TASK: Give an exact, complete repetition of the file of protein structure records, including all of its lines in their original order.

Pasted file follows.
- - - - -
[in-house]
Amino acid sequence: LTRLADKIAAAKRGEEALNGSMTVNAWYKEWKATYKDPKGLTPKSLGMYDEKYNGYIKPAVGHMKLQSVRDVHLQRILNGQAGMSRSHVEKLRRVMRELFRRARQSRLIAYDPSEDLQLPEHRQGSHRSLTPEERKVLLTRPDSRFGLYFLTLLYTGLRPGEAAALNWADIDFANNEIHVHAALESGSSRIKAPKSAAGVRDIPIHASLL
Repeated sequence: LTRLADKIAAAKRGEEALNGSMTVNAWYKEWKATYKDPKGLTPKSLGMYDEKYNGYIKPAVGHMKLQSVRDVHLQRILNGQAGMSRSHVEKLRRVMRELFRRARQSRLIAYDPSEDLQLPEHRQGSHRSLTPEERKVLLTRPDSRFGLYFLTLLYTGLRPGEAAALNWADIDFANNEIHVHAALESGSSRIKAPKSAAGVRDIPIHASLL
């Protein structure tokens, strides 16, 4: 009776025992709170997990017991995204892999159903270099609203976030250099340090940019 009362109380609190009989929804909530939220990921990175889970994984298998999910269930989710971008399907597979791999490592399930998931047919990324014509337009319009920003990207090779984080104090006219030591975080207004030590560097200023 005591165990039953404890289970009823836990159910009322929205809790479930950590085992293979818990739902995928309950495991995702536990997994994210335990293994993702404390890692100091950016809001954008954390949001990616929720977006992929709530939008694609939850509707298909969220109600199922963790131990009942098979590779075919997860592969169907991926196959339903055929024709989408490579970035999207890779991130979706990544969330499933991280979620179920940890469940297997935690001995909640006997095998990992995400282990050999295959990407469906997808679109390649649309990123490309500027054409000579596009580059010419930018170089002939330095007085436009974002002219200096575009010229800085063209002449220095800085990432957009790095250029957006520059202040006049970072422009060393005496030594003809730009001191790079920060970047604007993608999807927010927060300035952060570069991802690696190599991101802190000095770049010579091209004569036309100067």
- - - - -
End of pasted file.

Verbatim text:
[in-house]
Amino acid sequence: LTRLADKIAAAKRGEEALNGSMTVNAWYKEWKATYKDPKGLTPKSLGMYDEKYNGYIKPAVGHMKLQSVRDVHLQRILNGQAGMSRSHVEKLRRVMRELFRRARQSRLIAYDPSEDLQLPEHRQGSHRSLTPEERKVLLTRPDSRFGLYFLTLLYTGLRPGEAAALNWADIDFANNEIHVHAALESGSSRIKAPKSAAGVRDIPIHASLL
Repeated sequence: LTRLADKIAAAKRGEEALNGSMTVNAWYKEWKATYKDPKGLTPKSLGMYDEKYNGYIKPAVGHMKLQSVRDVHLQRILNGQAGMSRSHVEKLRRVMRELFRRARQSRLIAYDPSEDLQLPEHRQGSHRSLTPEERKVLLTRPDSRFGLYFLTLLYTGLRPGEAAALNWADIDFANNEIHVHAALESGSSRIKAPKSAAGVRDIPIHASLL
């Protein structure tokens, strides 16, 4: 009776025992709170997990017991995204892999159903270099609203976030250099340090940019 009362109380609190009989929804909530939220990921990175889970994984298998999910269930989710971008399907597979791999490592399930998931047919990324014509337009319009920003990207090779984080104090006219030591975080207004030590560097200023 005591165990039953404890289970009823836990159910009322929205809790479930950590085992293979818990739902995928309950495991995702536990997994994210335990293994993702404390890692100091950016809001954008954390949001990616929720977006992929709530939008694609939850509707298909969220109600199922963790131990009942098979590779075919997860592969169907991926196959339903055929024709989408490579970035999207890779991130979706990544969330499933991280979620179920940890469940297997935690001995909640006997095998990992995400282990050999295959990407469906997808679109390649649309990123490309500027054409000579596009580059010419930018170089002939330095007085436009974002002219200096575009010229800085063209002449220095800085990432957009790095250029957006520059202040006049970072422009060393005496030594003809730009001191790079920060970047604007993608999807927010927060300035952060570069991802690696190599991101802190000095770049010579091209004569036309100067």